For the last two years, members of Remnant Fellowship Church in Brentwood, Tennessee, have spent their Sunday nights gathered together for fun and fellowship.
It’s a scene played out by many church families across the nation although, in most cases, getting “dressed up” involves a completely different type of sweater – and definitely doesn’t include skates, pads and helmets.
Although the Phoenix Flyers hockey team came together just two seasons ago, hundreds of friends and church members-turned-fans pack Ford Ice Center – home of the NHL’s Nashville Predators Amateur Hockey Association – for every Flyers game.
Remnant defenseman Steve Smith, armed with more than 40 years of playing experience, saw the opportunity to form the Flyers after learning that a few younger Remnant churchgoers played on a team together.
“I thought this could be my longtime answer to a prayer,” Smith said. “In the past, I had told myself that I wouldn’t play on a team again unless it was with my brothers in Christ, as they’d help keep me grounded and help me keep the game in perspective – as it’s just that, a game.”
Non-hockey-playing members of the Remnant church family have gone far beyond just cheering for their friends – the Flyers have held pre-game food-truck parties outside Ford Ice Center. Meanwhile, inside, a Remnant pep band and the team’s mascot, Ash, help keep the crowd pumped.
“Most of the pep band members are teenagers, and many of the players on our team have watched them grow up or grew up alongside them,” Smith said. “It’s a blessing that our kids want to be around us, and often bring their friends along as well. I mean, really, how many teens do you know that willingly give up their Sunday nights to play in a pep band for adult hockey?”
Beyond a common love for the sport, Ford Ice league play has given the Flyers a chance to get to know their opponents as well, whether that’s before, during or after games.
“My hope is that the way we play on the ice and conduct ourselves throughout the season reflects our faith,” Smith said. “No matter the situation, we’re looking for God's lead and we’ve really enjoyed getting to know the other players.
“It's been great to get to know guys in the Nashville area that we wouldn't have otherwise met.”
Ford Ice’s partnership with the Predators allows Ford Ice teams a handful of additional benefits to increase Nashville-area community involvement in the sport, even down to the simplest of social levels – providing teams with post-game pitchers, Predators discounts and end-of-season gifts.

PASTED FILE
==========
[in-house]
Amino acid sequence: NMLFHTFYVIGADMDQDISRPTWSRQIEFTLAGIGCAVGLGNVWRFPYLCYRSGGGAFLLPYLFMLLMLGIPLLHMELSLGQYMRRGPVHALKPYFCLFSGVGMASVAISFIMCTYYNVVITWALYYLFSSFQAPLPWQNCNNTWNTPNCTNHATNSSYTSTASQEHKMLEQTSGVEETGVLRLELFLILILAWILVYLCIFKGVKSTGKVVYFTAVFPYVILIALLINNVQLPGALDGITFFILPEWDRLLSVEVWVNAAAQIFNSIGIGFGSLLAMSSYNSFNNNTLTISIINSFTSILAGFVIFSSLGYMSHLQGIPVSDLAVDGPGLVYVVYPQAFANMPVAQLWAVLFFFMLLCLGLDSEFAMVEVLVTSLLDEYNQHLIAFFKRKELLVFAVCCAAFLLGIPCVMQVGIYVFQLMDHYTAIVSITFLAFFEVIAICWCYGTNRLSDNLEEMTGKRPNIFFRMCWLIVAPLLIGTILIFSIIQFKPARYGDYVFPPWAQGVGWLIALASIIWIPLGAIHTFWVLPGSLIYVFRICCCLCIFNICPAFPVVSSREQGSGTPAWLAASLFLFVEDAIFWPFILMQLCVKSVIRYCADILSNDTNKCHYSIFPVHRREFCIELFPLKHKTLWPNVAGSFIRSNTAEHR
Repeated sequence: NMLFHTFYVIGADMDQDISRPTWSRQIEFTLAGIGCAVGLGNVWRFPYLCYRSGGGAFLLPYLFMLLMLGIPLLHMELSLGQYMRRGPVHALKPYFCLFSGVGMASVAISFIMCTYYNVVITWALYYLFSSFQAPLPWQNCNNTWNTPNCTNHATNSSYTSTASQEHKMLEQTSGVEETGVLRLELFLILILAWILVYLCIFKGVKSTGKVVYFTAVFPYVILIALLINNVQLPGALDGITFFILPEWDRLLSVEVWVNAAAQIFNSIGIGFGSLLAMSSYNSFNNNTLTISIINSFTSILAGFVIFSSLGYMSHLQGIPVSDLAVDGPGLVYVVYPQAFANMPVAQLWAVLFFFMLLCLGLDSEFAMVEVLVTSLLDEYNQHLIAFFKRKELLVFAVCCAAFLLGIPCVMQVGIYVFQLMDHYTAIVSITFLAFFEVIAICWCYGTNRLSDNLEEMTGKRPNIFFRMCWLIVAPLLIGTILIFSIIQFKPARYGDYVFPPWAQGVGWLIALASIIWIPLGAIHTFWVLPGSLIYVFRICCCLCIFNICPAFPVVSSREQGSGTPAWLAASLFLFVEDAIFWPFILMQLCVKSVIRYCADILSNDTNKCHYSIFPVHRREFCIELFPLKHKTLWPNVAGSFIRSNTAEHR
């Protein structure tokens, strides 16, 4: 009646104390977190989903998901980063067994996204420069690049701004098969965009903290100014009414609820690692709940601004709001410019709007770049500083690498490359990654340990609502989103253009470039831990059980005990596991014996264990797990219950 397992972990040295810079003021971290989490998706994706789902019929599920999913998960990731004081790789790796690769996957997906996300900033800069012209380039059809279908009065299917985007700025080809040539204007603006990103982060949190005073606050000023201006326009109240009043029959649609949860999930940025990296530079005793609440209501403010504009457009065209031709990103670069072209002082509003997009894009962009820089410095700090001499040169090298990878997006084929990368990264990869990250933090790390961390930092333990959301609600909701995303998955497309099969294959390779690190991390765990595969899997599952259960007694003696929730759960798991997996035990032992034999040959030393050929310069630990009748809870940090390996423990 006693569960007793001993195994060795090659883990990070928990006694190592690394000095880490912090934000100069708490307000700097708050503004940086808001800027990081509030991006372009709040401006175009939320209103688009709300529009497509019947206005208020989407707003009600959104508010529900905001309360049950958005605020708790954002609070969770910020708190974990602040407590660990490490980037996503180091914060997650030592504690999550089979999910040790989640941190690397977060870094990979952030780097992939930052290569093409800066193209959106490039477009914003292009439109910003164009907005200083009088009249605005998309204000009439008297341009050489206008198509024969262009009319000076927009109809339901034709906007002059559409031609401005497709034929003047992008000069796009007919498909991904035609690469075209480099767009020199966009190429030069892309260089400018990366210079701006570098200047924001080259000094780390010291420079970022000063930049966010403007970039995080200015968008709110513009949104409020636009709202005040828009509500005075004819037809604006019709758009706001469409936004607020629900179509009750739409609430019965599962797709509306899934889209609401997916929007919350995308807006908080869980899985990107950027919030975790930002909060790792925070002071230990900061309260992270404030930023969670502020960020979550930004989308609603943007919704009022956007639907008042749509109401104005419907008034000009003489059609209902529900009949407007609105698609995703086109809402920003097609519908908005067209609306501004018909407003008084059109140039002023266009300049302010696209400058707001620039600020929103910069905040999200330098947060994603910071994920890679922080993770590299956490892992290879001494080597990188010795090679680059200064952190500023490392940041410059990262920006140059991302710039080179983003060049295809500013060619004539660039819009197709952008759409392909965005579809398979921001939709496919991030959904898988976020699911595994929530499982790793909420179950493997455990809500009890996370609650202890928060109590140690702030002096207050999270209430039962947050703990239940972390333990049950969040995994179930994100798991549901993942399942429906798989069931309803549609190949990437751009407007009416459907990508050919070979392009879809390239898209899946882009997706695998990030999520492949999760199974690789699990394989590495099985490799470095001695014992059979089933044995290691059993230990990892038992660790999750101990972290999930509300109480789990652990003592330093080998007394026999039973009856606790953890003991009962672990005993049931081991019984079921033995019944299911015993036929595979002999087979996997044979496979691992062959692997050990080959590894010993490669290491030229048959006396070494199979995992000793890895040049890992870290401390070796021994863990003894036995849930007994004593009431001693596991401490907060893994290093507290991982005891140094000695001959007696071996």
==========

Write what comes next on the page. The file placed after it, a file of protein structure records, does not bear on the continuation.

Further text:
But overall, said Flyers co-captain Brent “BB” Barcus, playing in the Ford Ice league has brought even greater gifting to Remnant team members. On the Flyers, fathers skate side-by-side with sons and, for four team members, including the team’s coach (Larry Sims) go by another name: grandpa.
Spiritually and literally, hockey’s become a family affair for Remnant Fellowship Church. But, regardless of the Flyers’ win-loss record, or how long the team will continue to take the ice, the Flyers will continue to skate with a singular purpose.
“We have a very strong sense of community at Remnant Fellowship Church, and so it is very easy for that bond of community to carry over to hockey,” Barcus said. “On a practical level, I think one of the biggest things we’ve learned as a team and through our church is trusting in how even game decisions play out by God through the authorities – whether that means league decisions or a referee’s call on the ice.
“We’re constantly learning that how we respond, with full respect for authority and without getting bent out of shape about something, is huge,” he continued. “Our shared goal is that every one has a relationship with God, and we know that how we carry ourselves even in a community hockey game is a reflection of who we are.”
If you think you’re in pretty good shape – or even if you know you’re not – it’s possible to step into, say, a touch football game or a casual softball game without completely embarrassing yourself or winding up on the couch for a week with myriad pulled muscles.